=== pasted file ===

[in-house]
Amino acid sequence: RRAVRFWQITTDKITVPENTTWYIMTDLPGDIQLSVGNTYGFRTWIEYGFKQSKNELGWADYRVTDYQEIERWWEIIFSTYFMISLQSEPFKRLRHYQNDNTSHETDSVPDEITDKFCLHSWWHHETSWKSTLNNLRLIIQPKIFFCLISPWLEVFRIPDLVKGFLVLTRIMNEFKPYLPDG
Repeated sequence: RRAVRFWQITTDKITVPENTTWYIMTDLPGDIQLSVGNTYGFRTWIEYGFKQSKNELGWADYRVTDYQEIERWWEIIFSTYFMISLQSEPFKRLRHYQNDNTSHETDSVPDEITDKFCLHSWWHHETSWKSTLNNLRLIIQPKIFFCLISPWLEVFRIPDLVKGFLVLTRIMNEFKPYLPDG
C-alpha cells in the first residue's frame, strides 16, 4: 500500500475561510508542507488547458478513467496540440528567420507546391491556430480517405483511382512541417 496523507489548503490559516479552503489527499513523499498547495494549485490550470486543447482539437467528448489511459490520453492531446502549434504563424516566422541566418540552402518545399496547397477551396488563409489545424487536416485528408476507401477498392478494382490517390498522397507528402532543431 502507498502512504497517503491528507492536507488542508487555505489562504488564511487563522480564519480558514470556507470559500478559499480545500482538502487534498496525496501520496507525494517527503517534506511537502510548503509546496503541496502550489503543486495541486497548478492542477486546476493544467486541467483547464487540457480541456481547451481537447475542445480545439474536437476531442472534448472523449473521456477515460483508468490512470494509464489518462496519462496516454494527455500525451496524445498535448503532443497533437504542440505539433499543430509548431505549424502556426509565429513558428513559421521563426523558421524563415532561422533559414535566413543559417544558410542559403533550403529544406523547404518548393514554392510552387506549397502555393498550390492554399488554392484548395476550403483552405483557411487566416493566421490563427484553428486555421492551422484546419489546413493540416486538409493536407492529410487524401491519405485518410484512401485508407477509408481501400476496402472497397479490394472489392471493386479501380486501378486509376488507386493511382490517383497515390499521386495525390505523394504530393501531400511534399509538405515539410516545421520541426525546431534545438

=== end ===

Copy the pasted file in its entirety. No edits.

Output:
[in-house]
Amino acid sequence: RRAVRFWQITTDKITVPENTTWYIMTDLPGDIQLSVGNTYGFRTWIEYGFKQSKNELGWADYRVTDYQEIERWWEIIFSTYFMISLQSEPFKRLRHYQNDNTSHETDSVPDEITDKFCLHSWWHHETSWKSTLNNLRLIIQPKIFFCLISPWLEVFRIPDLVKGFLVLTRIMNEFKPYLPDG
Repeated sequence: RRAVRFWQITTDKITVPENTTWYIMTDLPGDIQLSVGNTYGFRTWIEYGFKQSKNELGWADYRVTDYQEIERWWEIIFSTYFMISLQSEPFKRLRHYQNDNTSHETDSVPDEITDKFCLHSWWHHETSWKSTLNNLRLIIQPKIFFCLISPWLEVFRIPDLVKGFLVLTRIMNEFKPYLPDG
C-alpha cells in the first residue's frame, strides 16, 4: 500500500475561510508542507488547458478513467496540440528567420507546391491556430480517405483511382512541417 496523507489548503490559516479552503489527499513523499498547495494549485490550470486543447482539437467528448489511459490520453492531446502549434504563424516566422541566418540552402518545399496547397477551396488563409489545424487536416485528408476507401477498392478494382490517390498522397507528402532543431 502507498502512504497517503491528507492536507488542508487555505489562504488564511487563522480564519480558514470556507470559500478559499480545500482538502487534498496525496501520496507525494517527503517534506511537502510548503509546496503541496502550489503543486495541486497548478492542477486546476493544467486541467483547464487540457480541456481547451481537447475542445480545439474536437476531442472534448472523449473521456477515460483508468490512470494509464489518462496519462496516454494527455500525451496524445498535448503532443497533437504542440505539433499543430509548431505549424502556426509565429513558428513559421521563426523558421524563415532561422533559414535566413543559417544558410542559403533550403529544406523547404518548393514554392510552387506549397502555393498550390492554399488554392484548395476550403483552405483557411487566416493566421490563427484553428486555421492551422484546419489546413493540416486538409493536407492529410487524401491519405485518410484512401485508407477509408481501400476496402472497397479490394472489392471493386479501380486501378486509376488507386493511382490517383497515390499521386495525390505523394504530393501531400511534399509538405515539410516545421520541426525546431534545438